How commercial are impact films?

This is the question that seems to haunt independent filmmakers the world over. That’s because we operate in a broader media ecology where box office numbers matter. But analysis of the US box office (the strongest market for documentaries across the world) indicates that impact docs perform on a par with non-impact independent docs, with some taking over $1 million every year. This is probably why, every year, distributors take an interest in a few of them. But, in the main, it is very hard to get picked up and most documentaries don’t have a full theatrical release, going straight to non-theatrical, TV, and online.

But here’s the thing: the market doesn't know best. That’s especially true in so many cases where impact is the priority. And with so many online distribution platforms’ practice of not releasing their audience data, who actually knows anyway?

Yes: it's hard for a doc to break out in the market. But it's not impossible. And even if a film is not commercially successful, it doesn't mean it can't be successful in other ways.

Impact Award Finalists

Lifetime Theatrical Gross for Impact Award finalists taken from Box Office Mojo

Impact Award Finalists

Each of these Impact Award Finalists had an extraordinary impact, was deeply loved by fans and honoured by film industry peers and society leaders. So, while box office revenue or TV audience gives you an idea of reach, it can’t tell the full story.

Geek Out: Ideas for further reading

There are many ways for films to reach the right audiences. As this beautiful graphic from Chris Tosic reminds us, not everything beautiful and worthwhile will make money. Our mission is to find ways to make sure the best work can reach the right audience and be a sustainable practice for artist filmmakers. (More on sustainability in section 3.3)

Being creative in your partnerships, flexible in your ideas about where the audience is and how to reach them, is the name of the game - no matter what the gatekeepers say.

Ping Pong - which followed a group of over-80s table tennis champions and challenged the expectation that the elderly should live sedentary lifestyles - never had a theatrical release, but it did manage to reach an important audience through DVD screenings in over 2,000 care homes across the UK.

In some places it may be more difficult than in others. In India, for example, independent filmmakers are contending with a host of barriers, from censorship to an impenetrable Bollywood-dominated market. And without financial backing, it’s almost impossible to get a film seen there.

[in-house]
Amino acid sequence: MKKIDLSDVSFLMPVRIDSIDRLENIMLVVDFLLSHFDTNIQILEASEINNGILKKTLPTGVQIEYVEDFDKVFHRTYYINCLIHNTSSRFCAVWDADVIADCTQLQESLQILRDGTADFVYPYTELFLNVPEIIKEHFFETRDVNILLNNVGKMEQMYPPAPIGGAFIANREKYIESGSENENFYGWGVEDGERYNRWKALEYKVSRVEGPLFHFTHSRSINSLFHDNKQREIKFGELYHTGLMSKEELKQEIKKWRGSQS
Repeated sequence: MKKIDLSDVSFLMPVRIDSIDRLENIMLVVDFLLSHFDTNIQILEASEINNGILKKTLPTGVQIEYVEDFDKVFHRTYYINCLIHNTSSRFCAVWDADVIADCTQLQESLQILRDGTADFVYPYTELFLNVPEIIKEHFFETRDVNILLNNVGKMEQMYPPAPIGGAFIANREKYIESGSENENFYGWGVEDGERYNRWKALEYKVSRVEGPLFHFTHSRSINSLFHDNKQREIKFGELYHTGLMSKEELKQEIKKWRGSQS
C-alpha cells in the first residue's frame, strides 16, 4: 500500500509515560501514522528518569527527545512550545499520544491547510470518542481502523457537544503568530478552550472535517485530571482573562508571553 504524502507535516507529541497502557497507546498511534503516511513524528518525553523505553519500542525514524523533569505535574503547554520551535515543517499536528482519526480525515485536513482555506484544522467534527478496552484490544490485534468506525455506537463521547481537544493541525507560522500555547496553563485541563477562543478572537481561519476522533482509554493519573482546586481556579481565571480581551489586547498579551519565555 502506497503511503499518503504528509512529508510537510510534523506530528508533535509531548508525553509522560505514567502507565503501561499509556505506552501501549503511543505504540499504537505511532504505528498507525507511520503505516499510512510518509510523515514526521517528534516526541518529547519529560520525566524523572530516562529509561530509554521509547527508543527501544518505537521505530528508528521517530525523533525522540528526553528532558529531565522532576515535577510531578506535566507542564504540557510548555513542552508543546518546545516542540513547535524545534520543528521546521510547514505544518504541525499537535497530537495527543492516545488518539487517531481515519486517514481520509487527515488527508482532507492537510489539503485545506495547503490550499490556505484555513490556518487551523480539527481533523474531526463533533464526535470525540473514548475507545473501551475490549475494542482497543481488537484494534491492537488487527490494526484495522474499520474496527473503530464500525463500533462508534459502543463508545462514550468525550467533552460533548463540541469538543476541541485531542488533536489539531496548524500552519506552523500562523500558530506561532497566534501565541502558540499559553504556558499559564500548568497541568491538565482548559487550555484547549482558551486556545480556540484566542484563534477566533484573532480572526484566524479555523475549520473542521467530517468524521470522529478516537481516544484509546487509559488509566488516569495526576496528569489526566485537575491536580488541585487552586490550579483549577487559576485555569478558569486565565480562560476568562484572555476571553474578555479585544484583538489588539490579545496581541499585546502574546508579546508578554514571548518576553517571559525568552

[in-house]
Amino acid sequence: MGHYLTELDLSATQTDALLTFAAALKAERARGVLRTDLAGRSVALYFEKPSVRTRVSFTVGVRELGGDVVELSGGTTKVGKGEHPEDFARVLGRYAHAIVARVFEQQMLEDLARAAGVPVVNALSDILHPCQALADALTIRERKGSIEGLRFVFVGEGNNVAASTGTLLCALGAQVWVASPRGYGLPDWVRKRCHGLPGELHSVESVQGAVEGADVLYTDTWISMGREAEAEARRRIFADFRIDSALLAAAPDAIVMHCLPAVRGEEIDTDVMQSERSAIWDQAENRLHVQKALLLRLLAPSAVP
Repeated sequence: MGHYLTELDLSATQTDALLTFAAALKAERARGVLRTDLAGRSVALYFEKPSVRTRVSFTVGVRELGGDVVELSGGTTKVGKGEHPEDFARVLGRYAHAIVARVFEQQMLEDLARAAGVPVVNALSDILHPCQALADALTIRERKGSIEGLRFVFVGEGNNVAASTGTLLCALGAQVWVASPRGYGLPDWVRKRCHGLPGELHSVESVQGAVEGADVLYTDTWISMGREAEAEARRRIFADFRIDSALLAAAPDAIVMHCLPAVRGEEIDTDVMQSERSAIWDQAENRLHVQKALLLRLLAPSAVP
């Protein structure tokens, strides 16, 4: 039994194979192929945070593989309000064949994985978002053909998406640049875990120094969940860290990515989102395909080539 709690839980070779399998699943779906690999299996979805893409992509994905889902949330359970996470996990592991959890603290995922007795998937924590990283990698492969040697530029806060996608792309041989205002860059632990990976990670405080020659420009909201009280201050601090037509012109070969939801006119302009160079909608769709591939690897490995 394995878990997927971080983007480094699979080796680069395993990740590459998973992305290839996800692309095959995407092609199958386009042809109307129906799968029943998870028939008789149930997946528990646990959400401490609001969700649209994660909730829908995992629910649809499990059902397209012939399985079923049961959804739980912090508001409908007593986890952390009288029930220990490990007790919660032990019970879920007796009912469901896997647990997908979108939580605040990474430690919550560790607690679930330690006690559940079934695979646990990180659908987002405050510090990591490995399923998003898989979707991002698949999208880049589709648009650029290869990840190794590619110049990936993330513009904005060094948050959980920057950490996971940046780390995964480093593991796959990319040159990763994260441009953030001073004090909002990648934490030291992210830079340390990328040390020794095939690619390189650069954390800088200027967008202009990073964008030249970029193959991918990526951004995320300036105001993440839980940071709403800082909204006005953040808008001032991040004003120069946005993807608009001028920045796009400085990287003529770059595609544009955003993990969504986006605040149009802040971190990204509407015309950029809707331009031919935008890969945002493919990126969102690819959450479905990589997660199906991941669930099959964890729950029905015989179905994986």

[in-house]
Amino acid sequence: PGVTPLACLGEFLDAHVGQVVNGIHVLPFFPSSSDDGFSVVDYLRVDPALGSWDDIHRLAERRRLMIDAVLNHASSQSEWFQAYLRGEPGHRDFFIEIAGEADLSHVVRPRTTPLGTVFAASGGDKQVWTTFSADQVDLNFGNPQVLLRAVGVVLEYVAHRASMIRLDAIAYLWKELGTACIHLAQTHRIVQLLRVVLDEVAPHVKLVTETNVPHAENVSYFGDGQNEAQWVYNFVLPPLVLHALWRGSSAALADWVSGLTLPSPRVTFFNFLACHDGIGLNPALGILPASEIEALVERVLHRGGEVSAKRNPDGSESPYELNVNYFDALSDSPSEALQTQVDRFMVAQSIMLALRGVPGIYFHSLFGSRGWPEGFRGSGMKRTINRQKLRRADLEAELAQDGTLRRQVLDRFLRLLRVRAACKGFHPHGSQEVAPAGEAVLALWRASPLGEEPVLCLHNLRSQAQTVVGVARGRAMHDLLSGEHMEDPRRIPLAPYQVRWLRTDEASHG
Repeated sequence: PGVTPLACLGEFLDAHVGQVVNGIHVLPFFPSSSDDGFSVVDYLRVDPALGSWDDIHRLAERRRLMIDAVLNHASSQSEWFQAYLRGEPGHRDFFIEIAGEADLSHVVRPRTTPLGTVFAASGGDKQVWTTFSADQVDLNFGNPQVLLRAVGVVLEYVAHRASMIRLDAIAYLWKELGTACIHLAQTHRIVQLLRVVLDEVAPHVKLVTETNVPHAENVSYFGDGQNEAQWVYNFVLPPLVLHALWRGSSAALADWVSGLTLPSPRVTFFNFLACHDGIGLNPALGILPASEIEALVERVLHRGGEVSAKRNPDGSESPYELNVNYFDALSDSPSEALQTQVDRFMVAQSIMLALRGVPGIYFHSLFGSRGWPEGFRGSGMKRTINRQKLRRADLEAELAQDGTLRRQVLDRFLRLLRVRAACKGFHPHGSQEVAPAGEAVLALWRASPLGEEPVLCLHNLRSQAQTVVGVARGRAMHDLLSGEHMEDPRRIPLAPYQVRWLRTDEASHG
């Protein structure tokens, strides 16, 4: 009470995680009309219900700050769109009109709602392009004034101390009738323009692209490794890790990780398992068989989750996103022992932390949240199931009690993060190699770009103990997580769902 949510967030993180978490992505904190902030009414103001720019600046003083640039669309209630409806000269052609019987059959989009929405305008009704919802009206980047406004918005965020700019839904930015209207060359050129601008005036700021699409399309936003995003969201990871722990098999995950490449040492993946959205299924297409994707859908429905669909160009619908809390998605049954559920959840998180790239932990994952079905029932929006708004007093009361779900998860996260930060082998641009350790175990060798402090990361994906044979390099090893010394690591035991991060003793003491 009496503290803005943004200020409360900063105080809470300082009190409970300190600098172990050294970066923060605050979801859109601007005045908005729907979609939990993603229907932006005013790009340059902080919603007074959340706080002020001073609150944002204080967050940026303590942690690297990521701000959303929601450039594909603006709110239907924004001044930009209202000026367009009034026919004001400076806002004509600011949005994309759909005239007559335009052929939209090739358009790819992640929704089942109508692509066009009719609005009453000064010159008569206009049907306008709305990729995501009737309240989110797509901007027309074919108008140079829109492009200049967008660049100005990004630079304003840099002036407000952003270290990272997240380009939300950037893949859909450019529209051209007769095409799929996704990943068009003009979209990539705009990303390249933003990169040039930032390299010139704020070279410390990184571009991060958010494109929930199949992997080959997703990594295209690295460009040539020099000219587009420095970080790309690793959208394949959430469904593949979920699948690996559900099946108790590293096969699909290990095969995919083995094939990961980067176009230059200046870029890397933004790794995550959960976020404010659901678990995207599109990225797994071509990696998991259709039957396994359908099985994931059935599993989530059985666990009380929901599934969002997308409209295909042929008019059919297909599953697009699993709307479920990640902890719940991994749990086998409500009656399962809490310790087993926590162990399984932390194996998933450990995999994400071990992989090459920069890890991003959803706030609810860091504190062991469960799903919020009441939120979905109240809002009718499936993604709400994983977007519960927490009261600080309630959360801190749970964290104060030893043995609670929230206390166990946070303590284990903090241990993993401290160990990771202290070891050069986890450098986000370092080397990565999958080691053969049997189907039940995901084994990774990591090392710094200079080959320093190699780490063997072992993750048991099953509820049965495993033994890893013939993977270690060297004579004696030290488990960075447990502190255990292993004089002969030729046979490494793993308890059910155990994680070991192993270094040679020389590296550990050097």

Take the film Insignificant Man, a controversial political film about corruption in India and one man’s efforts to build a revolution to change it. With little chance of getting attention at home, the team used the international film festival circuit to build buzz and credibility as a political film outside of India. They went to over 55 film festivals.

They then leveraged the traction they received to secure a deal with an emerging screening-on-demand platform that PVR Cinemas was experimenting with called Vkaoo. They also built a number of “guerrilla partnerships,” including with Book My Show, the biggest event booking site in the country, and they spent sleepless nights spreading the word about their three sneak-preview showings. The result was remarkable.

Insignificant Man sneak previews sold out within 12 hours. The film ended up running for 8 weeks, becoming the highest grossing vérité documentary of all time in India. But the filmmakers didn’t stop there. Realising they had an opportunity to expand their audience, they struck a deal with Vice Films to release their film for free on YouTube while it was still in theatres. This unconventional, simultaneous-release strategy was a risk for all the partners involved, but one they agreed they were willing to take to test out what a partnership like this could look like.

For Vice, it was a way to break into the Indian market. For the theatre platform, it was a way to work with a small film with no marketing budget to help them maintain a great buzz and convert it into ticket sales. For the filmmakers, it was a way to leverage the momentum they’d built around the theatrical run (and the theatre’s marketing budget) towards the online release. It also meant they could get their film out far and wide and establish themselves as respected filmmakers early in their careers. The film ended up with 1.6M views!

Filmmakers and film teams prove time and time again that where there’s a will, there’s a way.

Geek Out: Ideas for further reading

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